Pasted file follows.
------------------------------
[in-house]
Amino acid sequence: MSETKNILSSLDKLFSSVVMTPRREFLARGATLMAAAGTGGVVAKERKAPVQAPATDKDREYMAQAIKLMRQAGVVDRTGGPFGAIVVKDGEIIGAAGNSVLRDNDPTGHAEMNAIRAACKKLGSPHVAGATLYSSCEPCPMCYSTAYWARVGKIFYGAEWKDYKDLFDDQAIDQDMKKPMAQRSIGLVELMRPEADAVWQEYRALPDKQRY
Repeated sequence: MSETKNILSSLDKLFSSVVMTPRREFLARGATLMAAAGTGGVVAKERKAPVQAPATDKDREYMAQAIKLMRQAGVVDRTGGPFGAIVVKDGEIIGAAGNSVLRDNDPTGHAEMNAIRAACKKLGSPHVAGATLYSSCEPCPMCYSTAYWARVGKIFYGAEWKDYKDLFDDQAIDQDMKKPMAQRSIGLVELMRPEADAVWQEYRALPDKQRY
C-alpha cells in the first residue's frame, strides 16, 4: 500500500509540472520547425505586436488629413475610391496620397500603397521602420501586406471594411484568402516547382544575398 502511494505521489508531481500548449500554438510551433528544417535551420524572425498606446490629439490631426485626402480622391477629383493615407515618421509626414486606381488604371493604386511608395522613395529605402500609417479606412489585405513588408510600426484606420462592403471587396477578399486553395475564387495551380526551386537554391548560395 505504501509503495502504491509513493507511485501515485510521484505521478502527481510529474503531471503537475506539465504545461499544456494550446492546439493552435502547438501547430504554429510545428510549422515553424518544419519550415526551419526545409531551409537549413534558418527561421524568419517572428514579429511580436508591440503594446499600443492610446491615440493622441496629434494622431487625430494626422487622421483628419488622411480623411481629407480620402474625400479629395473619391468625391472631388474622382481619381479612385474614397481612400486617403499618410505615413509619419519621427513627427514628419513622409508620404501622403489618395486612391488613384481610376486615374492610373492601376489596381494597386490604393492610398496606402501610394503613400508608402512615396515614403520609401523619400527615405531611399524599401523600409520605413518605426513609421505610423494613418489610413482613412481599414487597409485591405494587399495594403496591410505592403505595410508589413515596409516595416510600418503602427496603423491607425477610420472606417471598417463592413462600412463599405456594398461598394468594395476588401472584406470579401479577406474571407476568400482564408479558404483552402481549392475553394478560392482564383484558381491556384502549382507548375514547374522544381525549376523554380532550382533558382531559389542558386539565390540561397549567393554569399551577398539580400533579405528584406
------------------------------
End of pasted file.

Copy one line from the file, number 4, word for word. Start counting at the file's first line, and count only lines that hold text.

C-alpha cells in the first residue's frame, strides 16, 4: 500500500509540472520547425505586436488629413475610391496620397500603397521602420501586406471594411484568402516547382544575398 502511494505521489508531481500548449500554438510551433528544417535551420524572425498606446490629439490631426485626402480622391477629383493615407515618421509626414486606381488604371493604386511608395522613395529605402500609417479606412489585405513588408510600426484606420462592403471587396477578399486553395475564387495551380526551386537554391548560395 505504501509503495502504491509513493507511485501515485510521484505521478502527481510529474503531471503537475506539465504545461499544456494550446492546439493552435502547438501547430504554429510545428510549422515553424518544419519550415526551419526545409531551409537549413534558418527561421524568419517572428514579429511580436508591440503594446499600443492610446491615440493622441496629434494622431487625430494626422487622421483628419488622411480623411481629407480620402474625400479629395473619391468625391472631388474622382481619381479612385474614397481612400486617403499618410505615413509619419519621427513627427514628419513622409508620404501622403489618395486612391488613384481610376486615374492610373492601376489596381494597386490604393492610398496606402501610394503613400508608402512615396515614403520609401523619400527615405531611399524599401523600409520605413518605426513609421505610423494613418489610413482613412481599414487597409485591405494587399495594403496591410505592403505595410508589413515596409516595416510600418503602427496603423491607425477610420472606417471598417463592413462600412463599405456594398461598394468594395476588401472584406470579401479577406474571407476568400482564408479558404483552402481549392475553394478560392482564383484558381491556384502549382507548375514547374522544381525549376523554380532550382533558382531559389542558386539565390540561397549567393554569399551577398539580400533579405528584406